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This article was published 20/6/2015 (2317 days ago), so information in it may no longer be current.
Anyone near The Forks on Saturday was in for a party, with a daylong celebration of everything indigenous to celebrate National Aboriginal Day.
Aboriginal Day is actually today, but Saturday was the day the Aboriginal Peoples Television Network sponsored events in Winnipeg.
Thousands of Manitobans and tourists, both aboriginal and non-aboriginal, were drawn to The Forks. For many, the diverse crowd was the best part of the day.
"It's wonderful to see not just aboriginal people here, but people from all nations," said Erica Daniels, a Cree woman from Winnipeg who is originally from Peguis First Nation.
"That's awesome. It's nice to see them experience our culture and its beauty."
Australian tourist Peter Serisier said he and his wife were spending their last day of an extended trip in Canada at The Forks.
"It's my wife," the Australian said. "She's very interested in aboriginal things in Australia, and I'm enjoying the dancing."
A group of people in Mennonite dress took in the festival after a tour of the Canadian Museum for Human Rights.
"We spent most of the day at the museum, and now we're just walking around," said Leonard Isaac, who said the group was from Kleefield Holdeman Mennonite Church. He said they lucked out, because they didn't know the festival was taking place.
The day kicked off at 11 a.m. with a cultural village.
It lasted until 6 p.m. and included a powwow and skateboarding competitions, samples of traditional foods, live art installations, children's activities and information about efforts such as the Families First Foundation for Missing and Murdered Indigenous Women. The organization held a blanket dance Saturday morning at the University of Winnipeg before moving on to The Forks for the afternoon.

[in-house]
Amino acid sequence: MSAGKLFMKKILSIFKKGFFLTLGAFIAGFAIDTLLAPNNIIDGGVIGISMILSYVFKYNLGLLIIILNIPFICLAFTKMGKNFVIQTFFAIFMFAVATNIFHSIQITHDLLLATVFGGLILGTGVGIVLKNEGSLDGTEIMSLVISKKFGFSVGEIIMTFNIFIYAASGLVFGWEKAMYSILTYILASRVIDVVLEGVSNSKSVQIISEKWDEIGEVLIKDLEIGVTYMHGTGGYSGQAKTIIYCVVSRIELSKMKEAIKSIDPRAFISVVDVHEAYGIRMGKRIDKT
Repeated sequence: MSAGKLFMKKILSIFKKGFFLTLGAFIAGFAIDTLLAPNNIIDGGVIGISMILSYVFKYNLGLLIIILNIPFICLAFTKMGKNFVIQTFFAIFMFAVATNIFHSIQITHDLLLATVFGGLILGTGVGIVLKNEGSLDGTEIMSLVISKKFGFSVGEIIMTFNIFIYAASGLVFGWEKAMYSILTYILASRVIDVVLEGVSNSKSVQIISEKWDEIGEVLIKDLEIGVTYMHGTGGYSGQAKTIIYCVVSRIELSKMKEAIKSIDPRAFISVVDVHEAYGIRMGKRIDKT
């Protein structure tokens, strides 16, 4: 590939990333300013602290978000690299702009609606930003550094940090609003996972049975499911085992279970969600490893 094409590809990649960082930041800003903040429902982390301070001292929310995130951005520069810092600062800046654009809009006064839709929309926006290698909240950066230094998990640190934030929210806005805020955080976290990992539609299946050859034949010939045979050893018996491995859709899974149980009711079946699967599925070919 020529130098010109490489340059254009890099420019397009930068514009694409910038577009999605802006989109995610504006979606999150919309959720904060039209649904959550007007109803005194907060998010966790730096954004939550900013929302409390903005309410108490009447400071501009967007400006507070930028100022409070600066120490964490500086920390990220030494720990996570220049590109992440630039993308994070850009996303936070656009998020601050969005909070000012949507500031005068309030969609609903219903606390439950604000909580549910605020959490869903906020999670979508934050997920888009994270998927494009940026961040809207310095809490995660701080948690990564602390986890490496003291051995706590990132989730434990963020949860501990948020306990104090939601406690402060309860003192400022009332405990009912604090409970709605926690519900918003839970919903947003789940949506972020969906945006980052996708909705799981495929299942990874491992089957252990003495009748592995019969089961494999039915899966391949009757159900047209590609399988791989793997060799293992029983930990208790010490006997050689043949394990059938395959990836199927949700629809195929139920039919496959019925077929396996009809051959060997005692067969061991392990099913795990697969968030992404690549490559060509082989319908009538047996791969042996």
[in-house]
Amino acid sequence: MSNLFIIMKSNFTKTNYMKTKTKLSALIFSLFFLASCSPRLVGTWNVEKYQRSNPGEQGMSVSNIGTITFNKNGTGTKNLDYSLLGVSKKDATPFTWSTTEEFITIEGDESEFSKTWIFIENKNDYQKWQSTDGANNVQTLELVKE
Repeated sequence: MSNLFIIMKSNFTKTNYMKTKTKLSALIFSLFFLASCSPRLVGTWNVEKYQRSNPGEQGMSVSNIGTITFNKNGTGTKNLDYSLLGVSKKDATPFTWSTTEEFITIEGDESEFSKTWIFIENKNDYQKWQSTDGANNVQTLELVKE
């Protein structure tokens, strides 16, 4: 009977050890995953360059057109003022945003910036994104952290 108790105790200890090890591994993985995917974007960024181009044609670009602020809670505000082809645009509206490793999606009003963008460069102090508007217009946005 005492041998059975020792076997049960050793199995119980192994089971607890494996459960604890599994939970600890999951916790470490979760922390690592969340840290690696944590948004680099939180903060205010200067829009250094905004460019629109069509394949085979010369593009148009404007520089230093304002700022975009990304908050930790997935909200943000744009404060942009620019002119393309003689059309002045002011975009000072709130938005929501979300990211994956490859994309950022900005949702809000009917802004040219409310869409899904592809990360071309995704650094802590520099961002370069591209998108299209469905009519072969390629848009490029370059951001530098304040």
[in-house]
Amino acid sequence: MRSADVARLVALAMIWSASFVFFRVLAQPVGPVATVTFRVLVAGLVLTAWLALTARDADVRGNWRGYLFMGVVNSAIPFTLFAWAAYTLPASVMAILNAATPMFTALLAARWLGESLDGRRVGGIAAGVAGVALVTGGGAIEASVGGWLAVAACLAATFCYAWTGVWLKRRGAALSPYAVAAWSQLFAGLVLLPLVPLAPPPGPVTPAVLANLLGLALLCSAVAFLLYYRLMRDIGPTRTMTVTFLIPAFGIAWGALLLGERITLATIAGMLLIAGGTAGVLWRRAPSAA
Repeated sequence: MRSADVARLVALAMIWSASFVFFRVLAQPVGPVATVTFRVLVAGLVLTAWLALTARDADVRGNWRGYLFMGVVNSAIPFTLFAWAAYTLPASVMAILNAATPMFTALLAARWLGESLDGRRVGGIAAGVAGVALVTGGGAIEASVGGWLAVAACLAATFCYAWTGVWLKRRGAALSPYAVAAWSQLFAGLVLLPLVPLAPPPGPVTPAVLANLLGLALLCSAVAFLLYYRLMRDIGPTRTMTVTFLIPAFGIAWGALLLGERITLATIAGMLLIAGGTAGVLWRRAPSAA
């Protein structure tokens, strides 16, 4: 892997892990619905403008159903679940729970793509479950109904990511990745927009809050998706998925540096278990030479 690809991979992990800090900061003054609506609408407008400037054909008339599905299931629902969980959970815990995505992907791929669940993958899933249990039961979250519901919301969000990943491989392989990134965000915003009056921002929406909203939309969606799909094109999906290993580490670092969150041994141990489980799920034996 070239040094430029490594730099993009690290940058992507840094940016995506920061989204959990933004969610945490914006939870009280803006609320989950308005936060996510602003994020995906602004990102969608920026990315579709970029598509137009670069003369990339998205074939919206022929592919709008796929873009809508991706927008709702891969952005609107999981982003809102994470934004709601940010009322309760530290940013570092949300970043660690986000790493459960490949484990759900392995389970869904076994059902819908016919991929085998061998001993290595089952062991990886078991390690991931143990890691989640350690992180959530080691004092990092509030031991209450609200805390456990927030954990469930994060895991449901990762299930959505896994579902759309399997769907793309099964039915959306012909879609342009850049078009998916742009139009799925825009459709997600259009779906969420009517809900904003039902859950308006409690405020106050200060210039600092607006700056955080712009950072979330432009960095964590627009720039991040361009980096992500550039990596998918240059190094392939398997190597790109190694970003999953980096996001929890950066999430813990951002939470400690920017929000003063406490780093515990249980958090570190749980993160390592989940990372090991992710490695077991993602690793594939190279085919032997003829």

With more than 10 blankets sewn together, the dance was touted as the largest one held in Manitoba and initiated the first fundraiser for the organization.
The Scotiabank Stage, along with a separate stage across from the mainstage, hosted a daylong talent show, with jigging, hoop dancing, jigging and throat singing.
Provincial NDP cabinet minister Kevin Chief spent the day giving live square-dance shows with the Norman Chief Memorial Dancers, named for his father.
An evening concert featured a lineup that included Manitoba fiddler Patti Kusturok, Alberta country singer Brett Kissel, Winnipeg singer Don Amero and Winnipeg country music group Federal Lights. The event was to wrap up after fireworks at 11:30 p.m.
National Aboriginal Day is not a statutory holiday. It's celebrated on June 21 to coincide with the summer solstice and the longest day of the year.